1. Refuges. Traditionally, refuges were fields planted with regular corn that were adjacent to fields planted with genetically modified (GM) corn. The idea was that rootworms vulnerable to the toxin would survive in the refuge and mate with the few rootworm beetles surviving in the GM field — beetles that presumably carry the resistance genes. Based on the genetics of resistance, the offspring of these match-ups would likely be vulnerable to the toxin. If consistently implemented, this strategy could slow the evolution of widespread resistance by a lot. However, since the refuge fields may be decimated by pests, it's easy for farmers to see them as a waste. In the case of Bt, scientists recommended that 50% of a farmer's fields be devoted to refuge, but it was ultimately mandated that just 5% of fields be refuge, and not all farmers complied. Devoting more area to refuge would likely prolong the utility of any corn variety developed with a new toxin.
  2. Refuge in a bag. Seed companies have begun to sell seed mixes known as "refuge in a bag," which contain a mix of toxin-producing and vulnerable seeds. Instead of farmers devoting selected fields to refuge, they make every field a mix of the two plant types. If such mixes were made with higher percentages of vulnerable seed, it could provide an easy way to encourage compliance with refuge guidelines. On the other hand, there is some concern that placing vulnerable and toxin-producing plants so close to one another might make it more likely for slightly resistant individuals to survive, paving the way for highly resistant individuals to arise. Before this approach is used as a strategy to slow the evolution of resistance, further study is needed.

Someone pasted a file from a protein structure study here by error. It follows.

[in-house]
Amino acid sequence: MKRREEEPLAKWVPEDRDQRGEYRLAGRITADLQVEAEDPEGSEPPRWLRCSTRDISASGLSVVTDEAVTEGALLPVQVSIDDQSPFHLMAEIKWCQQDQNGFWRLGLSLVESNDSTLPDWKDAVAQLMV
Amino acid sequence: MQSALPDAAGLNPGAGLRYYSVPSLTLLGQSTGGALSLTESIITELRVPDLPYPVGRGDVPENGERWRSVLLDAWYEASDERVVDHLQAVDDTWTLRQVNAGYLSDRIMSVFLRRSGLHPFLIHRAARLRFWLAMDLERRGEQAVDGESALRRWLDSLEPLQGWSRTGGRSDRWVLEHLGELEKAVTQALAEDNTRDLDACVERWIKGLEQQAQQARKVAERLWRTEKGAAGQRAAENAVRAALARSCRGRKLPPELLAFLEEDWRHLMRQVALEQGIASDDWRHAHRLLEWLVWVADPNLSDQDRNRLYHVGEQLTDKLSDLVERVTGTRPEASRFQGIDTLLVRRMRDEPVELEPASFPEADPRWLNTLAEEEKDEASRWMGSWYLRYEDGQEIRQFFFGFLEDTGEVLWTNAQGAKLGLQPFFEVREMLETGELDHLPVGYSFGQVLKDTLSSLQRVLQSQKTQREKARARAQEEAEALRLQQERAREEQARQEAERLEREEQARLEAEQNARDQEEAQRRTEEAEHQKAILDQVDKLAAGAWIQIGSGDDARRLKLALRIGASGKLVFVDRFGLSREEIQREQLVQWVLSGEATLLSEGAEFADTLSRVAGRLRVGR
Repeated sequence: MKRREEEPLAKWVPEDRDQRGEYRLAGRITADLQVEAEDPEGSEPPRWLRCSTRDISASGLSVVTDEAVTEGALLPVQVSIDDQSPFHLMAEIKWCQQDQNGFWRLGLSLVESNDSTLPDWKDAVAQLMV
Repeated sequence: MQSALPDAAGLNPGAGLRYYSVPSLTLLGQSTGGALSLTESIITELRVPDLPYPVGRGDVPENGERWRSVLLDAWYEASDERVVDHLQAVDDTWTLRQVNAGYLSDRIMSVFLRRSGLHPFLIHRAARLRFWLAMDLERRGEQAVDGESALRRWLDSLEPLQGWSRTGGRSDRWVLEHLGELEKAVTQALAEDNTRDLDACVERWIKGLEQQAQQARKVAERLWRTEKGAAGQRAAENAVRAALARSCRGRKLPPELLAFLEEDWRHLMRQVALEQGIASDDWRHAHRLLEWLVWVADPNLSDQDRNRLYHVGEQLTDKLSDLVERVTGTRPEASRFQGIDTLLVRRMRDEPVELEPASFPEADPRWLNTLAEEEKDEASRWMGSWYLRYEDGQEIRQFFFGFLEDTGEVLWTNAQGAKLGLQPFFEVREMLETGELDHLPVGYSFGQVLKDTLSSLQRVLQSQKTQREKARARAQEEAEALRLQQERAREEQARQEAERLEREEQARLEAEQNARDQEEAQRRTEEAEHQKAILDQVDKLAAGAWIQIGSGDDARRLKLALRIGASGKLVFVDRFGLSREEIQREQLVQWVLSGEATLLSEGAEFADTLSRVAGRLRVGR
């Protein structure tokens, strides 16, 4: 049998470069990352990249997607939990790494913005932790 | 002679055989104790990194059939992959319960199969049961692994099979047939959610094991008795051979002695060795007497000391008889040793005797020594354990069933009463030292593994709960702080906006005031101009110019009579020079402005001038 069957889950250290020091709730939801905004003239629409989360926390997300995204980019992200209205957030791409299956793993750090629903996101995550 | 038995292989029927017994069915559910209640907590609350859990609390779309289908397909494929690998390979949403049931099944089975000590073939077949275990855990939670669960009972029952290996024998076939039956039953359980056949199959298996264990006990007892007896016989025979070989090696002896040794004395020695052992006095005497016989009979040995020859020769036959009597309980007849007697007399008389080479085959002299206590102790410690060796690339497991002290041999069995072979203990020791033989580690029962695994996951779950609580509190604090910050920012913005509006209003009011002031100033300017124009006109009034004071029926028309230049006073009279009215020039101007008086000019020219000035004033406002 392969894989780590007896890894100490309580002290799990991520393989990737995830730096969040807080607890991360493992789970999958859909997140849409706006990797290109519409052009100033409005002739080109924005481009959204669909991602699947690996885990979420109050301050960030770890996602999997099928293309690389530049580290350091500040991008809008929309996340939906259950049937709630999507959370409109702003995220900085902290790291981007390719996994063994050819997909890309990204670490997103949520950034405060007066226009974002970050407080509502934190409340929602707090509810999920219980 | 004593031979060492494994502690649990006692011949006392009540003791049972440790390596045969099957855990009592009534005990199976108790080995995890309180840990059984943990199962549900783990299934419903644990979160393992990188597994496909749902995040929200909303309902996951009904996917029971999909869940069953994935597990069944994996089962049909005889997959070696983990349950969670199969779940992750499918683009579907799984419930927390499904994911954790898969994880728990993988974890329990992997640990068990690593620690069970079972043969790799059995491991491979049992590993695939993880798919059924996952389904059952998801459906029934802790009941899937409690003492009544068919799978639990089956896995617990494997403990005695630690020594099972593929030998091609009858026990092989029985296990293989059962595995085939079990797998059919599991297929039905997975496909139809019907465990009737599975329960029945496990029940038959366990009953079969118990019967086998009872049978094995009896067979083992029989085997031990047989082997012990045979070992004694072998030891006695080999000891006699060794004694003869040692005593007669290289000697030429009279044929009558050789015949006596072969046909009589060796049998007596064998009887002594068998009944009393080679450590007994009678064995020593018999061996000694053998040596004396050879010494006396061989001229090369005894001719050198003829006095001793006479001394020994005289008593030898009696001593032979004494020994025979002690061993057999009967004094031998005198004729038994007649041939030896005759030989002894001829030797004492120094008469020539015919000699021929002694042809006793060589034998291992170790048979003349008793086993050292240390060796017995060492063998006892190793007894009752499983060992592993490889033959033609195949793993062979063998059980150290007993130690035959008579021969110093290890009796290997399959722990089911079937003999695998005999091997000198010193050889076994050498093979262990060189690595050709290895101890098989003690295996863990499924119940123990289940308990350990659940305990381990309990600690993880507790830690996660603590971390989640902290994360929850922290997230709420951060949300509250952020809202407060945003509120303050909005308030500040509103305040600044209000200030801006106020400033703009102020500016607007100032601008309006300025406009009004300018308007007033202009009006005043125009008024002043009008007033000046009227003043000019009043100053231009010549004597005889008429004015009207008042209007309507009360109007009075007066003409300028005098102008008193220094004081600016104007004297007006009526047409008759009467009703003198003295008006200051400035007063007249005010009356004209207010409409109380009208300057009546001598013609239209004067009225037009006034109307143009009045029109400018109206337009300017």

3. High-dose GM crops. If plants can be engineered to produce very high doses of the toxin, this could slow the evolution of resistance. That's because a high-dose crop will kill nearly all of the pest population, even those few individuals that happen to carry genes that make them mildly resistant to the toxin. Individuals carrying all the mutations necessary to survive a high dose of toxin are much rarer than individuals carrying one of the many mutations that might confer mild resistance. Unfortunately, the Bt corn marketed as fighting corn rootworm did not produce a high-dose of toxin and this likely hastened the evolution of resistance.
  4. Pesticide pyramids. This refers to plants engineered to produce several different toxins. In terms of evolution, the pesticide pyramid strategy works somewhat as high-dose crops do. Individuals carrying all the mutations necessary to survive many different toxins are much rarer than individuals able to resist a single toxin. Natural selection cannot favor multi-toxin resistant individuals if none exist. Genetic engineers tried to use this strategy with the Bt toxin but failed in several ways. First, when pesticide pyramids were introduced, some populations of insects had already evolved resistance to one or more of the pesticides that the pyramided plants produced. Second, the toxins that these plants produced were not that different from one another, so, for example, insects resistant to toxin A were likely to be somewhat resistant to toxin B. This meant that the Bt pesticide pyramid varieties behaved more like a single toxin GM crop. Genetic engineers and agricultural regulators have a chance to avoid these mistakes if a new insecticide-producing GM corn variety comes to market.